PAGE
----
Giving back by paying it forward
The 2000 film and book "Pay it Forward" suggest that while it is important to "give back" in thanks for all our blessings, it is investing in others -- "paying it forward" -- that will change the world.
By Erol Kekic, Director
Immigration and Refugee Program
Church World Service
The 2000 film and book Pay it Forward suggest that while it is important to “give back” in thanks for all our blessings, it is investing in others – “paying it forward” – that will change the world.
That theme came to my mind repeatedly during 2010 as I witnessed the outpouring of unselfish service across the CWS/IRP network to welcome more than 7,000 newly arrived refugees to 34 communities across the United States. That was nearly 10 percent of the 73,311 refugees resettled during FY 2010 by the U.S. Refugee Admissions Program.
Hundreds of affiliate staff colleagues along with hundreds of local congregations, thousands of volunteers -- and recently resettled refugees themselves -- “paid it forward” out of compassion for these people who have fled for their lives, and out of conviction that these newcomers have much to contribute to our nation and world.
Indeed, resettled refugees begin quickly to “give back” by “paying it forward.” The generosity of Janvier Tuyishime from Rwanda, and of Ibrahim Tira and his family from Darfur, Sudan, illustrated that for me this year.
Tuyishime, resettled to Indianapolis by CWS, became a CWS monthly sustainer (“Shepherd of Hope”) this spring soon after he got his first paycheck working as a home health aide. In addition, he made a special $100 contribution to CWS for its assistance to U.S.-bound African refugees in Accra, Ghana.
CWS used the money to purchase some “Going to America” supplies for the Tira family, including backpacks and basic school supplies for the five children. That family was resettled to Erie, Pa., a few months ago. In September, the Tiras did some “paying it forward” of their own when they participated in a CROP Hunger Walk, raising nearly $200 for CWS work to fight hunger in Erie and around the world.
Read more about Tuyishime and the Tira family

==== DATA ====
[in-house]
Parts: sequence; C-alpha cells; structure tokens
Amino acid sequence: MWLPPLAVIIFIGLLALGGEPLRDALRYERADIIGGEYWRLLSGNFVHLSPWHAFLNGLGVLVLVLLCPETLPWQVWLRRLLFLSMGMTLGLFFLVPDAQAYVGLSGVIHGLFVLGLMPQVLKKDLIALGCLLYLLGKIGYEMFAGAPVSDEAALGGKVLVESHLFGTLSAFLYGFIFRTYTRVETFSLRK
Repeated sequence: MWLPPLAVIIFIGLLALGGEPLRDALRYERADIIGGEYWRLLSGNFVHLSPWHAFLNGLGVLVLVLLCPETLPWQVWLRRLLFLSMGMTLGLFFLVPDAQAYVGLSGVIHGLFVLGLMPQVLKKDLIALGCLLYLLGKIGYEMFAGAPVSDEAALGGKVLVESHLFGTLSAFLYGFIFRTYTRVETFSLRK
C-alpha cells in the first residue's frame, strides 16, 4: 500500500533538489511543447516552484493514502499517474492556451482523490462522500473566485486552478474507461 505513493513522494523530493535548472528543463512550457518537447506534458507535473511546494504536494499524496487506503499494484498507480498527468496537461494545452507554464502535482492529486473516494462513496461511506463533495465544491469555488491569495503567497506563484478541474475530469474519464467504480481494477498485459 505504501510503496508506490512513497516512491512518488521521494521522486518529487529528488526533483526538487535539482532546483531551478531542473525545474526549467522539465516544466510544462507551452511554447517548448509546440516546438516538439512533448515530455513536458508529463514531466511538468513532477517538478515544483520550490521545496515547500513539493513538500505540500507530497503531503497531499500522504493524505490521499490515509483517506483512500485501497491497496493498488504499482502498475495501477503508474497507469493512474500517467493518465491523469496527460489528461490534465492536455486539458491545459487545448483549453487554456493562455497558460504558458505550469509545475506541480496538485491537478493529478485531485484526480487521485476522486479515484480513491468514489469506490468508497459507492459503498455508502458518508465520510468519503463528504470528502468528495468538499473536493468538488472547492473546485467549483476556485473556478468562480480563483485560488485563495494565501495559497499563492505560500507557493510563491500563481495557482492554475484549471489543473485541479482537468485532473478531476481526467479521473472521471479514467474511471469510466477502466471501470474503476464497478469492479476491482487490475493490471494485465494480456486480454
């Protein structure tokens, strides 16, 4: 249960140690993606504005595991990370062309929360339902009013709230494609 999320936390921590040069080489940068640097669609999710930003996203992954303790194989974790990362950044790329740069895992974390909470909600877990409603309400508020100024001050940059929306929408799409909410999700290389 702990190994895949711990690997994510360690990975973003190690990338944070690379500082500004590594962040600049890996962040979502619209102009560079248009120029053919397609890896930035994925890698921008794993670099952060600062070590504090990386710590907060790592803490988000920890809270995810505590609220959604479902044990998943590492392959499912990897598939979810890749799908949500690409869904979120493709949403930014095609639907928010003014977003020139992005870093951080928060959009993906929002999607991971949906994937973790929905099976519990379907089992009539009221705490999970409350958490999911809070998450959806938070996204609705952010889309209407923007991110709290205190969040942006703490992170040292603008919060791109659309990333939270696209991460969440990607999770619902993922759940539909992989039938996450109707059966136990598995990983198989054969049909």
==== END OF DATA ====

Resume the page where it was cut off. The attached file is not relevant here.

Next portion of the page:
Consider also the refugees from Bhutan whom CWS resettled to Grand Rapids, Mich. This spring, at the request of CWS’s affiliate PARA Refugee Services, Holy Cross Episcopal Church made available its former labyrinth grounds for a garden. Twenty-four refugee families collaborated on the garden project and enjoyed its produce.
But when we congratulated them on their success, they immediately responded that their garden was not yet a success because they had only been able to provide food to the households participating in the project.
“Maybe next season we will have true success,” they said, “growing enough to give away.” These refugee gardeners will not be content until they are able to “pay it forward” to others.
The year to come will offer all of us ways to follow these examples of unselfish investment in others.
- CWS expects to resettle even more refugees in 2011 than in 2010. You can help welcome them by contributing your time, funds and household items!
- Urge the United States government to increase the number of refugees our nation welcomes each year, and to provide the support they need to integrate. Remind your members of Congress that our nation invites them not “so they can have a better life” but to save the lives of these people who have fled persecution and conflict.
- Make your New Year’s resolution for Immigration Reform! While it’s
disappointing that federal legislation didn’t move over this past year, we must
not give up. Let’s keep working for a common sense, moral resolution to our
nation’s broken immigration system.
for full information,
including a video of CWS Executive Director & CEO John L. McCullough’s New
Year’s Resolution for Immigration Reform.
This and other CWS Immigration Reform videos are on our YouTube page
For more information, contact your local refugee resettlement agency, your denominational refugee desk, or CWS/IRP at email@example.com; 212-870-3300.
Work with us to nurture welcoming communities in which immigrants and refugees are valued neighbors and their contributions to this country and the world are recognized.